Here we are, already in the second month of 2020 and it feels like January was a blur. Anyone else feel the same? Some of you are only now thinking through your goals for the year now that you've settled in after a nice holiday break and annual meetings galore that filled your calendars. Goal setting can mean a variety of different things, whether it's a personal goal or professional goal. In this article, I'll be covering the strategy for your professional goals, but the same theory can apply to you personally as well.
You've heard it a million times: write down your goals and they'll get done. I know I've written down a ton of goals that never got done; so what's the difference between the ones that get crossed off and the ones that seem to always be on the list? The difference is in how you write them and in turn, how you track them. Writing down "go to Italy this year" is not a goal, it's more of "I hope this happens" with no roadmap, or airline ticket on how to get there. Writing down "save $480 per month to travel to Italy in March of 2021" is now a trackable goal with a known end-date and all the fun planning in-between to keep you motivated with that travel savings account.
The same applies in business. I ask a lot of my clients "what are your top one-to-three goals for this year?", and most of them can't answer me. There's no direction. There's no comparison. They are operating as status quo, working IN their business too much instead of ON their business and forget to think in the future for themselves and their business. Below are three building blocks to thinking through, setting and achieving your goals for 2020 and beyond.
Building Block One: Thought-Process
This block is my favorite one. This is where you get to daydream about where you are and where you to want to go. Anything is possible. Forget about any negatives here; this is the list you come up with if everything was perfect. This exercise will allow you to bring back old ideas and make them new again, think through a new strategy and organize your priorities for the year, quarter, month, weeks, and day (more on this below). Really take some time to do this, go back through your notes from last year. What did you always mean to get to and never got around to it? Once you figure out some of your top initiatives, put them in order of priority. What is one thing on that list that if nothing else got done, that would be the thing that moved everything forward. Make this your overarching goal and connect everything else to that. Make your team aware of these goals so everyone can be moving in the same direction.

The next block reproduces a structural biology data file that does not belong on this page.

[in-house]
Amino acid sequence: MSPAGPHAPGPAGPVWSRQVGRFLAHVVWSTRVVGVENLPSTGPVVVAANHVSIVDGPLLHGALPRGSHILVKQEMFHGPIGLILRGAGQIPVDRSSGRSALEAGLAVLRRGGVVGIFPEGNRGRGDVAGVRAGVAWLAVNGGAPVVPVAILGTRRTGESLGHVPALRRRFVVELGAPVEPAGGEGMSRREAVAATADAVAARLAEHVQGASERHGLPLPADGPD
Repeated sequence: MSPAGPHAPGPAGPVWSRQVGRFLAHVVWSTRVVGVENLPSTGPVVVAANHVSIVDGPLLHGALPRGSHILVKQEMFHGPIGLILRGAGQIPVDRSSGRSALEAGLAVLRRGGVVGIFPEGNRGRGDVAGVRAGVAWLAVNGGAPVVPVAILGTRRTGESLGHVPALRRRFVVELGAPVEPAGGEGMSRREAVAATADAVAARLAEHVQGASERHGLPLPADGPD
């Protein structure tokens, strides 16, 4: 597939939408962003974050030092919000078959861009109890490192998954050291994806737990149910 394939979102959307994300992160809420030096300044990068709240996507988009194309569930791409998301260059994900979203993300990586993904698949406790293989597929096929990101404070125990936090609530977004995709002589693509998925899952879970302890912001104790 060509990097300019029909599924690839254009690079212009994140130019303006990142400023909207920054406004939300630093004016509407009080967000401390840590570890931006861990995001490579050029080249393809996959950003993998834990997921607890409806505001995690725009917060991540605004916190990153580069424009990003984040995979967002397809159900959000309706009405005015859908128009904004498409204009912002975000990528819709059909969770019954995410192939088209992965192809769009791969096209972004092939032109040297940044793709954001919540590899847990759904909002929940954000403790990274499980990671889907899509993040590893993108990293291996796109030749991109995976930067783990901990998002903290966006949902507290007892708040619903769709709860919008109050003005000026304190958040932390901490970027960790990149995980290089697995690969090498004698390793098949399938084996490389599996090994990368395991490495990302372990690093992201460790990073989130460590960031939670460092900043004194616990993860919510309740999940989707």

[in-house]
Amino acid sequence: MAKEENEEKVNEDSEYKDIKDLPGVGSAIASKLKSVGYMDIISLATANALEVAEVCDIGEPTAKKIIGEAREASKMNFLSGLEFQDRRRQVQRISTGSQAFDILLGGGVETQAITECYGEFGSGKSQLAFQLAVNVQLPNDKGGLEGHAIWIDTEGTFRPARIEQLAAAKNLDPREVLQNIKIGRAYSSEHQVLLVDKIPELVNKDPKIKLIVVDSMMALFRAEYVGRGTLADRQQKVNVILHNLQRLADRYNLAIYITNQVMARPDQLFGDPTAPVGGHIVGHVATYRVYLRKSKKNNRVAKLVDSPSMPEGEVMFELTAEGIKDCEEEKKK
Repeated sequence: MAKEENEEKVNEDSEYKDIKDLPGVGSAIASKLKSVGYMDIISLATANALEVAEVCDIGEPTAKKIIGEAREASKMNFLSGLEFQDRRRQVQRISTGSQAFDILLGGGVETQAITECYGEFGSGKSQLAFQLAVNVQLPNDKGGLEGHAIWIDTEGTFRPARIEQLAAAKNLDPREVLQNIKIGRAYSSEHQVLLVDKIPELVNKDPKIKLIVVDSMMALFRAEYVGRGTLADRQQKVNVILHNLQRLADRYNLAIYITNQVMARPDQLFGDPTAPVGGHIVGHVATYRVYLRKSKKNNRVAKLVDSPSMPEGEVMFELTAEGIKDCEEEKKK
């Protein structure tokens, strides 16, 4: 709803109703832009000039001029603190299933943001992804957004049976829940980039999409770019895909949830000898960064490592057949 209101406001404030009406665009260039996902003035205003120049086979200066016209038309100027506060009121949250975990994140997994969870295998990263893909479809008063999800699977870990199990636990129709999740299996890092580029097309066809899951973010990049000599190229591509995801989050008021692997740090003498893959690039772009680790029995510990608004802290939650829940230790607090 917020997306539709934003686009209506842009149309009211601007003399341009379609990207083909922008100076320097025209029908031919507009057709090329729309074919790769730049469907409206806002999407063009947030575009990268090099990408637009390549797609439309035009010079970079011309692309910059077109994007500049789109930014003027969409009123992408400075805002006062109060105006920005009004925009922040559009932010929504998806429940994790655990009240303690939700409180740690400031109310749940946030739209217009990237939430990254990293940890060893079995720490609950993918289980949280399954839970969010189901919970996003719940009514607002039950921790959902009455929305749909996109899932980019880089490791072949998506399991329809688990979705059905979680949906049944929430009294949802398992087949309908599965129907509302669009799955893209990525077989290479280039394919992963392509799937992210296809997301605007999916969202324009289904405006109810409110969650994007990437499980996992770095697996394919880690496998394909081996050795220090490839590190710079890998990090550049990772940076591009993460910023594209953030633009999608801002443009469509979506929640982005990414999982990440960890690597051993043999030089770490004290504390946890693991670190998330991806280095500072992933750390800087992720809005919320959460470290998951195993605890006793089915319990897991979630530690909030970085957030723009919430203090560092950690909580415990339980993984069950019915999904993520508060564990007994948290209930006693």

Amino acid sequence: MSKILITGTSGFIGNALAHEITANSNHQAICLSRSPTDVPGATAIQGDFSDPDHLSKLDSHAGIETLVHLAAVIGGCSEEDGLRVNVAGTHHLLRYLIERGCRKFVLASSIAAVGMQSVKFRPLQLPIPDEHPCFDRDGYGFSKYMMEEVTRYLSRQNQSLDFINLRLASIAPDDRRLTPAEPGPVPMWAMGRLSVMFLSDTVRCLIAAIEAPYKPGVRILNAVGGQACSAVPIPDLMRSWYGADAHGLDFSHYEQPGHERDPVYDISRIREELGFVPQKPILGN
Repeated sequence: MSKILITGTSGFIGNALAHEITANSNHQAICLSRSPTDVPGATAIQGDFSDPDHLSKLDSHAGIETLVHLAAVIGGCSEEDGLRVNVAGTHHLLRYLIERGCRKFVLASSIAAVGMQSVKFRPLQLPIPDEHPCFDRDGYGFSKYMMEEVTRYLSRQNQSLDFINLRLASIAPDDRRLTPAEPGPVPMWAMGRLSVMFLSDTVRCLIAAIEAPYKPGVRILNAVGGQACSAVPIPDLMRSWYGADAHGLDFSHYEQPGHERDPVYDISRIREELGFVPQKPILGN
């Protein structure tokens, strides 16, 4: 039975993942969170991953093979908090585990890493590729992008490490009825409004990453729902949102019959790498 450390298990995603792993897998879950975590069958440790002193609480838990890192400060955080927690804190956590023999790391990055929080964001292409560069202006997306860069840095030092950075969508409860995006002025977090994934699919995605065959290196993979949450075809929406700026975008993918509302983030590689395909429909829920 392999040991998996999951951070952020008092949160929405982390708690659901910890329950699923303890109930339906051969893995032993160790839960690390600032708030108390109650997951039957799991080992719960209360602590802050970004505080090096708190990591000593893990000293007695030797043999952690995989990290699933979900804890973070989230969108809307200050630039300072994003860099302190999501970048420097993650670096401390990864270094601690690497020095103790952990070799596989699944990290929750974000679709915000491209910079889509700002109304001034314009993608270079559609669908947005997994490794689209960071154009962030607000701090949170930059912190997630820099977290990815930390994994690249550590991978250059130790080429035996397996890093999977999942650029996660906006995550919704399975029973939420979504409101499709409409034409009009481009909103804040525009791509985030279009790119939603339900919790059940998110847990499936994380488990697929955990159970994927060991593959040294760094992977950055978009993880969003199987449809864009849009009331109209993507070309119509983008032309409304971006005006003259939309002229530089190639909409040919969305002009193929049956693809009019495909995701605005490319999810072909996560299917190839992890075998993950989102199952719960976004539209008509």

Building Block Two: Setting Your Goals
There is a very simple formula when setting a goal that will keep it quantifiable, trackable and you'll know if you achieved it. The formula is:
x > y by when
I learned this from the book The 4 Disciplines of Execution (I think it's a business must-read on this topic.) This formula follows the SMART goal guidelines (specific, measurable, attainable, relevant, and time-bound.)
Your initiative for the year is to "grow sales by 30%" and say you currently have $60,000,000 in sales. That's too general. You'd want to break it down doing the following:
Entered into the formula:
"Increase annual sales from $60,000,000 to $78,000,000 by December 31, 2020."
"Increase monthly sales from $5,000,000 to $6,500,000 by December 31, 2020."
"Increase sales team from 10 reps to 13 reps by March 1, 2020."
You'll see how you continually drill down the overall goal into very specific, trackable goals and a clear path to get there. Always start your goal with the action that you need to drive that forward.
Building Block Three: Achieving Your Goals
Now that you've set your goals in the formula, you will have month-to-month data for tracking and updating these goals. I recommend reviewing these weekly or bi-weekly so if you need to adjust anything you can do so before the end of the month.
Set-up an excel sheet, or have a journal where you track these items that you have with you on a daily basis. Look and review them often and keep them top-of-mind when your inevitable whirlwind will pull you out of focus. Share these goals with your team and have them keep you accountable and vice versa. When you commit to the goals and they're on paper, they are more likely to get done.
Make It a Group Effort
Our team here at LEVY did a goal planning session and have all set individual goals that will all connect to the greater success of the company as a whole. We even have them posted in our GM's office on the wall so at anytime we can be reminded of all of our goals and be held accountable for them. One of my goals for 2020 was launching a marketing mastermind group with our staff for personal and professional development. Our first meeting was last week and we're off and running with our first book and other action items to keep working on our goals for the year.
How do some of you execute goal setting individually or with your teams? We'd love to hear all about it!
If your goal is to bring your sales and marketing teams into better alignment, then our white paper on bridging that gap will be wildly helpful in guiding you through that process.